Lessons We Never Seem To Learn

The Music Lesson – Jan Stolker after painting by: Gerard ter Borch (II) – Rijsksmuseum

A few weeks ago, I had coffee with a friend who mentioned he’d met a certain right-wing provocateur in person and found him to be really nice and “gentle” face to face, contrasting with this person’s online persona. 

I was reminded of this today, as I watched far-right politician Geert Wilders give his last address to the court in his “minder Marokkanen” case. In-person, Wilders is an affable guy. At a party, he’s probably funny and easy to talk to, if you were unaware of his political ideology. 

Somehow, we’ve convinced ourselves that people like that, people who make disgusting and racist remarks on Twitter, who argue in favor of discrimination against marginalized people, who incite hate, are all Disney villains. They have sharp, angular features (or they are fat, it’s one or the other,) thin mustaches and they want to skin your dog to make a coat. In all interactions, they are mean, rude and absolute trash. Their sole source of power comes through fear. 

We absolutely know that this isn’t true. Serial killers are forever described as “charming” and “just like the guy next door” as if being a sociopath is incompatible with being a friendly neighbor. The idea that normal, ordinary people commit acts of atrocity is not new. We’ve known this for a long time. We’ve read articles about it. Watched documentaries about it. Read books about it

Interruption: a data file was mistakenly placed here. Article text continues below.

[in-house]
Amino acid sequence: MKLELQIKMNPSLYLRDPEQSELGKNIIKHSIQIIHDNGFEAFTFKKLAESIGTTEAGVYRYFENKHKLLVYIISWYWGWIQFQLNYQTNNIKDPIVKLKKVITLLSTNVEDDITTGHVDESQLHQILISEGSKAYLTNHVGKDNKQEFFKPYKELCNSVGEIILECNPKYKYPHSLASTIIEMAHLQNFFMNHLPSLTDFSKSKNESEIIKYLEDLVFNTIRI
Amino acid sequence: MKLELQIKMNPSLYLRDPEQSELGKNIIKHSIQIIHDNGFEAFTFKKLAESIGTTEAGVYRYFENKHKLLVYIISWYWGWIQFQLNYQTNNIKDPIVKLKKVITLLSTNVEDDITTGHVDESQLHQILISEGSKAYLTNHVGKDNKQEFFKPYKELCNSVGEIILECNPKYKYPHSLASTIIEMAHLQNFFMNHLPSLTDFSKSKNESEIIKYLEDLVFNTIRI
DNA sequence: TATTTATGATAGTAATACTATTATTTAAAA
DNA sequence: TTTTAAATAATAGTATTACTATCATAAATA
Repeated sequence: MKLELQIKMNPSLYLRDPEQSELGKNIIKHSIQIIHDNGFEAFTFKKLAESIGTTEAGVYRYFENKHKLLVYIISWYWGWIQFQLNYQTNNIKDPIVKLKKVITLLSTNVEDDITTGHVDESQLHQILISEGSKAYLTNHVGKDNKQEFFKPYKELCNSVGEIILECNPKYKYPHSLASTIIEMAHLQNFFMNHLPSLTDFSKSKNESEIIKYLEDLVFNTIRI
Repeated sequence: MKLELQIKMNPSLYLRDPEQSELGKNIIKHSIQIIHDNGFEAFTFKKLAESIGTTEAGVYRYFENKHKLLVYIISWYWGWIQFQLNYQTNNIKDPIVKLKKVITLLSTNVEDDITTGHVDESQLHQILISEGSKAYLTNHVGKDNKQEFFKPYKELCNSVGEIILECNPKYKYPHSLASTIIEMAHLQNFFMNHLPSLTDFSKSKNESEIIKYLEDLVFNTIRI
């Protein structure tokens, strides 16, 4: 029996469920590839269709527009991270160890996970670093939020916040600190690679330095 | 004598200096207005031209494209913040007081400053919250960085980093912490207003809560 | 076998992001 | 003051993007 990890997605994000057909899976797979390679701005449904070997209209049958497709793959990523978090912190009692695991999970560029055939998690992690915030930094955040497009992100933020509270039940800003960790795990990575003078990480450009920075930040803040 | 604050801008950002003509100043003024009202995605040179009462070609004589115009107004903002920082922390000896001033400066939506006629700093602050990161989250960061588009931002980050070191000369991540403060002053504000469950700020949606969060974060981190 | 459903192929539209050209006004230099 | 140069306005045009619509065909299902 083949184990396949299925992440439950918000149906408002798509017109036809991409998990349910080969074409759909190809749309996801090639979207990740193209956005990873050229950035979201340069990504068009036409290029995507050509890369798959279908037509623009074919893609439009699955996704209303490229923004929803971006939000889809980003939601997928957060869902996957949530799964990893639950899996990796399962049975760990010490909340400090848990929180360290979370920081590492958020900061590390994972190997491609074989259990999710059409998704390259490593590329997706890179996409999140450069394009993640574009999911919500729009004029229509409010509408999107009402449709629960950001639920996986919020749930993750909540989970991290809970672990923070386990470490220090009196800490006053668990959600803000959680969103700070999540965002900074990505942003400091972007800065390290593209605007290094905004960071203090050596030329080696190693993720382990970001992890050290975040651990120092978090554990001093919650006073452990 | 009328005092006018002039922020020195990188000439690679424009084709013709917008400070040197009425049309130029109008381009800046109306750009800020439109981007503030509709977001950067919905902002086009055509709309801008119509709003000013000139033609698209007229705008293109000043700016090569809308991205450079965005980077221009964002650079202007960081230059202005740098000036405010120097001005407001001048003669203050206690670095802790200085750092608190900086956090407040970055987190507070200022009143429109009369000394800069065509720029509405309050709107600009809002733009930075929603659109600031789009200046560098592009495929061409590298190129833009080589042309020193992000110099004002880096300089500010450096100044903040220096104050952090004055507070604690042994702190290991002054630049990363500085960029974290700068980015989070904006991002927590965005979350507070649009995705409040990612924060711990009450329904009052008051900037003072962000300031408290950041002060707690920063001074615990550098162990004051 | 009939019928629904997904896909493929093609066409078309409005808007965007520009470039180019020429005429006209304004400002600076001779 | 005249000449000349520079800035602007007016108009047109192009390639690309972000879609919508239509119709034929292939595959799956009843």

Of course the guy on Twitter who argues that a Muslim hoard is invading Europe or the Jews are starting a race war is a nice guy in person. Most people are pleasant in person. You can have a conversation with most people at a party. Bad people are just like the rest of us. Because we’re bad people. 

There isn’t an “us” and a “them.” There isn’t a black and white, good and evil, Dark Side and Light Side. It’s just regular, ordinary people who make terrible choices.